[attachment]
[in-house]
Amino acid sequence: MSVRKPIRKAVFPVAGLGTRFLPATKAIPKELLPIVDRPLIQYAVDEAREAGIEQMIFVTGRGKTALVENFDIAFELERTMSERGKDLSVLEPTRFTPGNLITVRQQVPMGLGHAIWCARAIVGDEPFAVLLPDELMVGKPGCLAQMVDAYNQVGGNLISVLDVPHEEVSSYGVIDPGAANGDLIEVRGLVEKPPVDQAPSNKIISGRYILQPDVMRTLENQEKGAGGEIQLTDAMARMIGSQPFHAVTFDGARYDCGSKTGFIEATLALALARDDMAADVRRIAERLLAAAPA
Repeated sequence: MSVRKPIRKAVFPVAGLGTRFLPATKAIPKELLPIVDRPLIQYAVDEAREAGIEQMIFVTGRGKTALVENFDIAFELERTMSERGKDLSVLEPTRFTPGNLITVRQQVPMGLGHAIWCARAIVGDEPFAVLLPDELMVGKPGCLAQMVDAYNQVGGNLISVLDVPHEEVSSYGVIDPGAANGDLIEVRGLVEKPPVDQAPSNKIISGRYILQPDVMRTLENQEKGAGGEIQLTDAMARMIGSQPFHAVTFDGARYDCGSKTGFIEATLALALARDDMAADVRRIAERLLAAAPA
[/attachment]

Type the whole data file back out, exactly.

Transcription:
[in-house]
Amino acid sequence: MSVRKPIRKAVFPVAGLGTRFLPATKAIPKELLPIVDRPLIQYAVDEAREAGIEQMIFVTGRGKTALVENFDIAFELERTMSERGKDLSVLEPTRFTPGNLITVRQQVPMGLGHAIWCARAIVGDEPFAVLLPDELMVGKPGCLAQMVDAYNQVGGNLISVLDVPHEEVSSYGVIDPGAANGDLIEVRGLVEKPPVDQAPSNKIISGRYILQPDVMRTLENQEKGAGGEIQLTDAMARMIGSQPFHAVTFDGARYDCGSKTGFIEATLALALARDDMAADVRRIAERLLAAAPA
Repeated sequence: MSVRKPIRKAVFPVAGLGTRFLPATKAIPKELLPIVDRPLIQYAVDEAREAGIEQMIFVTGRGKTALVENFDIAFELERTMSERGKDLSVLEPTRFTPGNLITVRQQVPMGLGHAIWCARAIVGDEPFAVLLPDELMVGKPGCLAQMVDAYNQVGGNLISVLDVPHEEVSSYGVIDPGAANGDLIEVRGLVEKPPVDQAPSNKIISGRYILQPDVMRTLENQEKGAGGEIQLTDAMARMIGSQPFHAVTFDGARYDCGSKTGFIEATLALALARDDMAADVRRIAERLLAAAPA